Louise Weard ♃’s review published on Letterboxd:
As a fan of Twin Peaks, when I discovered that the the follow-up film to the series was a prequel I reacted with confusion. The series ends on a massive cliff-hanger, and it feels remarkably wasteful that Lynch would blow his last foray into this universe on a prequel. As the audience, we already know what happened to Laura Palmer, and the fine details don't really matter when Special Agent Dale Cooper is left _____________ at the end of the series. I ultimately decided to watch the film, and much to my surprise I discovered that Twin Peaks: Fire Walk With Me is both an essential prequel, and Lynch's greatest achievement.
I found it difficult to comprehend that an examination of the event leading up to the television series could reveal so many answers to the lingering questions left by the show's cancellation. I don't need to retread the analysis that has already been done in regards to the way in which this film connects to the serie's mysteries, so I won't. All I will say is that Twin Peaks needs to be watched before anyone decides to watch this film, and any attempts otherwise would be pointless and destructive.
Twin Peaks: Fire Walk With Me is both a perfect film and a flawed one, depending on one's expectations coming off of the television series. The film is a lot darker than the series, mainly because it doesn't pause for the goofy humour that made the series so enjoyable. Personally, I was more a fan of the strangeness and the dark underbelly of the town than I was of the goofy humour (not to say that I don't love the humour in the show), so I was entirely immersed by this film, which is full of surreal imagery and disturbing content. The cut to the red room during the scene with David Bowie is one of the strangest scenes I've ever seen on film, full of strange images that are both horrifying and captivating.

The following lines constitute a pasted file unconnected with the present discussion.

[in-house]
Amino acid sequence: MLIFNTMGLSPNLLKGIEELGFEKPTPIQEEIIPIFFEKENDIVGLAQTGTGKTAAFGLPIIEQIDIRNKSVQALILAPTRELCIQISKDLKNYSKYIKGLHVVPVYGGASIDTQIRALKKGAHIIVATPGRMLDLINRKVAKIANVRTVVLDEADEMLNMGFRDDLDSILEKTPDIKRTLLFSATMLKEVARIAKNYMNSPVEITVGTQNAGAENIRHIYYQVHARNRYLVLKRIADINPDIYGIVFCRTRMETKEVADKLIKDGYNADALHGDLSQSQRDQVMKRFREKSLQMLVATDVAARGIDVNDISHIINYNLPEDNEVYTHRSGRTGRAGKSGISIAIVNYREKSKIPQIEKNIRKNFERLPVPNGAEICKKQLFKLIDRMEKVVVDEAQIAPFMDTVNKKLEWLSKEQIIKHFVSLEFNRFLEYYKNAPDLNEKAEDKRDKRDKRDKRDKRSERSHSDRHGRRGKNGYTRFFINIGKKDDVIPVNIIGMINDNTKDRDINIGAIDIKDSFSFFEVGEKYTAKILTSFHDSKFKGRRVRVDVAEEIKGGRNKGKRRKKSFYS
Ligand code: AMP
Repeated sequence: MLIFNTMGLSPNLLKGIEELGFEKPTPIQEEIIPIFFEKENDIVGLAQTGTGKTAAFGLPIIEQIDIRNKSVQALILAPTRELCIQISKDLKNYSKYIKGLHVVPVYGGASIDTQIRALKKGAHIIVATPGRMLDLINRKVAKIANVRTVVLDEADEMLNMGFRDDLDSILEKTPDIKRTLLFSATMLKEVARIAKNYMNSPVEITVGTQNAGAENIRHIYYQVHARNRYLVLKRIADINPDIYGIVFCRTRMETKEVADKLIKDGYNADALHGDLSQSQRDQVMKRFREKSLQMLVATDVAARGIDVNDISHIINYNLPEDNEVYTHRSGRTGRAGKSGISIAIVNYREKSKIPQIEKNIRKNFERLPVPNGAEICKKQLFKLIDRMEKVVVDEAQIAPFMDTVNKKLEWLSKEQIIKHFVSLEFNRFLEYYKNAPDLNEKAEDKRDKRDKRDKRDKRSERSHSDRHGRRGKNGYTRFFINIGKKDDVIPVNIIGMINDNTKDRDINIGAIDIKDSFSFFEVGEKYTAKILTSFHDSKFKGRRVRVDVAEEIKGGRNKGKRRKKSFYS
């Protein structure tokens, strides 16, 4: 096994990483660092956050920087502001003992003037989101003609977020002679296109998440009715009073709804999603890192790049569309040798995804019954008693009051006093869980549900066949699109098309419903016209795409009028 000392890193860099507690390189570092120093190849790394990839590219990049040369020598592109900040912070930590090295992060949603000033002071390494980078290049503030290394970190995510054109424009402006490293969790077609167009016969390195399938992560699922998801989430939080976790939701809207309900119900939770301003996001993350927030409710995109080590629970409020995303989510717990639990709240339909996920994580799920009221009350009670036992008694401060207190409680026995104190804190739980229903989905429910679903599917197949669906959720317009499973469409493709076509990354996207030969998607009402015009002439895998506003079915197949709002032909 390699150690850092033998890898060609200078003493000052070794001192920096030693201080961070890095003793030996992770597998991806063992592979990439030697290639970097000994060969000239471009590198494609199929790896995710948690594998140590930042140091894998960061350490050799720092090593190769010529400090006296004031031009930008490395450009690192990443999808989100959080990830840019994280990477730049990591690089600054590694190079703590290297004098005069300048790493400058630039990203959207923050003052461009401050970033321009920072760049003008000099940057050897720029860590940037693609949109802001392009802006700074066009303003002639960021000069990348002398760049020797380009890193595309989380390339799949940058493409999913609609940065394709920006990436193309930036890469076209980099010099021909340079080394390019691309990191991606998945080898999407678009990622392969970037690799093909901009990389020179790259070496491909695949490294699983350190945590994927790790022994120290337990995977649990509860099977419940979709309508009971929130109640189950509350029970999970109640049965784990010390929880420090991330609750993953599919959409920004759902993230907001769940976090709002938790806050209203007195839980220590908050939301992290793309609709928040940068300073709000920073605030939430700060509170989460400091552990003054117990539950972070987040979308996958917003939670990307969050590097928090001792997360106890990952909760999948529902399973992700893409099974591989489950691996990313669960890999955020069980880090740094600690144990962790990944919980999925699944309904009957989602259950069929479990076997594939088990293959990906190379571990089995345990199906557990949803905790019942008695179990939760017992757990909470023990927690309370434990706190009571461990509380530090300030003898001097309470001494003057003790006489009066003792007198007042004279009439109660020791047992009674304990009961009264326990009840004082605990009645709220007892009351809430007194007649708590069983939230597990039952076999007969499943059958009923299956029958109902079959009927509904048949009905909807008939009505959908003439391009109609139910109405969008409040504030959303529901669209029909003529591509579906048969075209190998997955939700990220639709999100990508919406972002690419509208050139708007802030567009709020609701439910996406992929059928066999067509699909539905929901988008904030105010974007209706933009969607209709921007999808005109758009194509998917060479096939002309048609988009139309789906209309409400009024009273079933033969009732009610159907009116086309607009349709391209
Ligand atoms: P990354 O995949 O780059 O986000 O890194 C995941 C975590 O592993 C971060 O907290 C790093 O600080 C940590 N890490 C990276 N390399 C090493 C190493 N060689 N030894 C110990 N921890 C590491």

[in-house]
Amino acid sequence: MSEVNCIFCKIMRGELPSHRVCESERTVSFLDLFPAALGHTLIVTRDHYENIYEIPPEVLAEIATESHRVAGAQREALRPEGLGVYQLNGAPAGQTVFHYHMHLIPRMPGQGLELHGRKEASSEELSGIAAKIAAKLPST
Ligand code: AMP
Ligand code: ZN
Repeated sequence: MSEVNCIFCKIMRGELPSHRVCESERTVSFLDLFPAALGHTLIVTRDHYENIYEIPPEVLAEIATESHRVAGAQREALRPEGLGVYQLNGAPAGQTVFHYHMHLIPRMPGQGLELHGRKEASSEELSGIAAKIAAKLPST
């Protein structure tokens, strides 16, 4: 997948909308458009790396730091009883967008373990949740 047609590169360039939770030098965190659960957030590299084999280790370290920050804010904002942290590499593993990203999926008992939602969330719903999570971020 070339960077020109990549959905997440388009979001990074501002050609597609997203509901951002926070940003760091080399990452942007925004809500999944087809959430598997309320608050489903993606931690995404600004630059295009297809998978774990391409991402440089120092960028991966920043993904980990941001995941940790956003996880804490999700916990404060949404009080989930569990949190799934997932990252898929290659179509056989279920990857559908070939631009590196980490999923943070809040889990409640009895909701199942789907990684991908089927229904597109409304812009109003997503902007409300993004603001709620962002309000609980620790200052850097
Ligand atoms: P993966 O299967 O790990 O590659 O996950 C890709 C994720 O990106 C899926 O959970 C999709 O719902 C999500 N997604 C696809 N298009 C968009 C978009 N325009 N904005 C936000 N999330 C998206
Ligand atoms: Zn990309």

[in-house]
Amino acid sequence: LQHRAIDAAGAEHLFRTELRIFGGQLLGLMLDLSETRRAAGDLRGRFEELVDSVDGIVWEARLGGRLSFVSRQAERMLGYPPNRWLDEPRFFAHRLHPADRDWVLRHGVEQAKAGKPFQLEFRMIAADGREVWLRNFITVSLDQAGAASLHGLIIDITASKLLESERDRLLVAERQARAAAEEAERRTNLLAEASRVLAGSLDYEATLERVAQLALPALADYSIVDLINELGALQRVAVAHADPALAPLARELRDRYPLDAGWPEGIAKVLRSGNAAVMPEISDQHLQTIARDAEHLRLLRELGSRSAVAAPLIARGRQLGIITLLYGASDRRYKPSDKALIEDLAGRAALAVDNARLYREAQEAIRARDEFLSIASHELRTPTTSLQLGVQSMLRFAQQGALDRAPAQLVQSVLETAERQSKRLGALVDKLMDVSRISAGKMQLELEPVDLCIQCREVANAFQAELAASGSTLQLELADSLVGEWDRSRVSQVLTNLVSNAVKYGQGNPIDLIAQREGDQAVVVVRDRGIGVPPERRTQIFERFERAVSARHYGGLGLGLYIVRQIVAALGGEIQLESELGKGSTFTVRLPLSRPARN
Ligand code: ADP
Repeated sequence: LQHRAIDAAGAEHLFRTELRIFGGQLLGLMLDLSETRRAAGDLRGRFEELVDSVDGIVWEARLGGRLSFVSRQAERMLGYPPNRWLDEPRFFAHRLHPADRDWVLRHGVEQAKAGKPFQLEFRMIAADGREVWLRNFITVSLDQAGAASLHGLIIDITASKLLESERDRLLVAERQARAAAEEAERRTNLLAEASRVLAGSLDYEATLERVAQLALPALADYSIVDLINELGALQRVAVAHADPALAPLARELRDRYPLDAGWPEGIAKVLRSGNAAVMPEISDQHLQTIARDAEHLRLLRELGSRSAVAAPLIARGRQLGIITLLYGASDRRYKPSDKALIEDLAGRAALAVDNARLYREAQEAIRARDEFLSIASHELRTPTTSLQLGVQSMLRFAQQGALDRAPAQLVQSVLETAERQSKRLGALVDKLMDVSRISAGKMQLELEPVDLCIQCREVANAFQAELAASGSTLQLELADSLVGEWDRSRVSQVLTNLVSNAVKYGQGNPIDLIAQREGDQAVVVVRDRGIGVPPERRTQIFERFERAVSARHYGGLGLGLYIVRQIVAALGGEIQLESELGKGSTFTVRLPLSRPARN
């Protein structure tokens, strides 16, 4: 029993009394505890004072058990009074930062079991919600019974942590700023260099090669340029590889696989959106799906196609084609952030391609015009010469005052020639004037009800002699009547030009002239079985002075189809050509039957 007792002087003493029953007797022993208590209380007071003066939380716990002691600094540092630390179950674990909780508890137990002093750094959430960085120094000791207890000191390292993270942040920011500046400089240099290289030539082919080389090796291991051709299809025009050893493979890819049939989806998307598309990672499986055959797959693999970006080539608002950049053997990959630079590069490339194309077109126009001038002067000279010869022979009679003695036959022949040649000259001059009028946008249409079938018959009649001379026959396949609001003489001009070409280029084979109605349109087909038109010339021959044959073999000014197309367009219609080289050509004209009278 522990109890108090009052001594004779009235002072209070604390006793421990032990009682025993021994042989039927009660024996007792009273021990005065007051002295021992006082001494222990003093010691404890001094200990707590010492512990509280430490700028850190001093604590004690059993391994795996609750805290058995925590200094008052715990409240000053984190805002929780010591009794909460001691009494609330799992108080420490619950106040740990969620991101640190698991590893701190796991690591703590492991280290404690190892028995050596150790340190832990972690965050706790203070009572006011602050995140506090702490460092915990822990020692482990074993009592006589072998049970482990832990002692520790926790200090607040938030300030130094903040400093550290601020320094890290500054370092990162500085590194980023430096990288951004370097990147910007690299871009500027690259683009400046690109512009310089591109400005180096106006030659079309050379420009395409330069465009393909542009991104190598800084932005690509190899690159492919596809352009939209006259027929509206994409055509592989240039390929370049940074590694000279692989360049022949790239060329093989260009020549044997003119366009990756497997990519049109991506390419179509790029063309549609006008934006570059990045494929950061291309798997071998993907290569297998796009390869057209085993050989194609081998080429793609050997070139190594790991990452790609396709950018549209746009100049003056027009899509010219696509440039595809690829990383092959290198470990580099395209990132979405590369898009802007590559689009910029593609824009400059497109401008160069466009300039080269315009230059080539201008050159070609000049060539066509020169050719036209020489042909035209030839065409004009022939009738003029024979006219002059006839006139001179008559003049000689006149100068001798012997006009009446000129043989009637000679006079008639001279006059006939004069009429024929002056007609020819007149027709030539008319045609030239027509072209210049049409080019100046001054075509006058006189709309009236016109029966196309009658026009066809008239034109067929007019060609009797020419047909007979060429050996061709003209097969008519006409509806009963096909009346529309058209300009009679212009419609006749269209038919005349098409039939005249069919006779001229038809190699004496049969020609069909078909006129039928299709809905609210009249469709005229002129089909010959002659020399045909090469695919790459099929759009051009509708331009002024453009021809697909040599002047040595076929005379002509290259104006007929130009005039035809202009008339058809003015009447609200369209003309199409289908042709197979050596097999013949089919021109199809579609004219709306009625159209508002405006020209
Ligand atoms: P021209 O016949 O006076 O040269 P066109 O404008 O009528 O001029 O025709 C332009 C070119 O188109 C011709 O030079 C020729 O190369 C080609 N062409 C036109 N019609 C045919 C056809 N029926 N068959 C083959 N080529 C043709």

The opening scenes with Chris Isaak and Kiefer Sutherland feel so foreign the to accustomed Twin Peaks viewer, as Lynch's added cinematic flourishes are incredibly different from the television style. The film is grittier and better lit -- a neo-noir that excels in its moody lighting design. The film's lighting is nothing short of incredible, and the scene in which Laura enters the bar with the Julee Cruise song playing is one of the greatest sequences I've ever seen. The contrast between reds and blues is simply amazing, and the soft lighting is simply beautiful (as well as horrifying, as the scene previously described turns from a heavenly atmosphere to Hell itself).
The marriage of visuals and sound design is absolutely outstanding, thanks in part to Lynch's eye for visuals and Angelo Badelamenti's fantastic music. The film is unlike anything else I've seen, mostly because Lynch blends television style (flat long shots) and cinematic design in a way that I've never been exposed to before. The film is split between styles, the first half being very cinematic and the second half looking more like a television show, however, this film looks infinitely better than any television show. The imagery at the end of the film, with the angelic representation of Laura, is one of the most beautiful things I've seen in a film, especially as it's underscored by an incredibly powerful usage of sound and music.
It is really difficult for me to discuss this film, since I want to avoid spoiling the best moments and it is also incredibly difficult to discuss a film that is so reliant on the medium; the film only works as a cinematic experience, and describing it in words is fucking pointless. The film is perfect as a whole, and no amount of analysis and explanation can ever convey how good it is. David Lynch has not made anything else to reach this level of artistic perfection (although Inland Empire comes very close), and it is indisputable that Twin Peaks: Fire Walk With Me is his masterpiece. Never before has a prequel, nor many films in general, reached this level of filmic storytelling, and I have no qualms about saying that Twin Peaks: Fire Walk With Me is one of the greatest films of all time.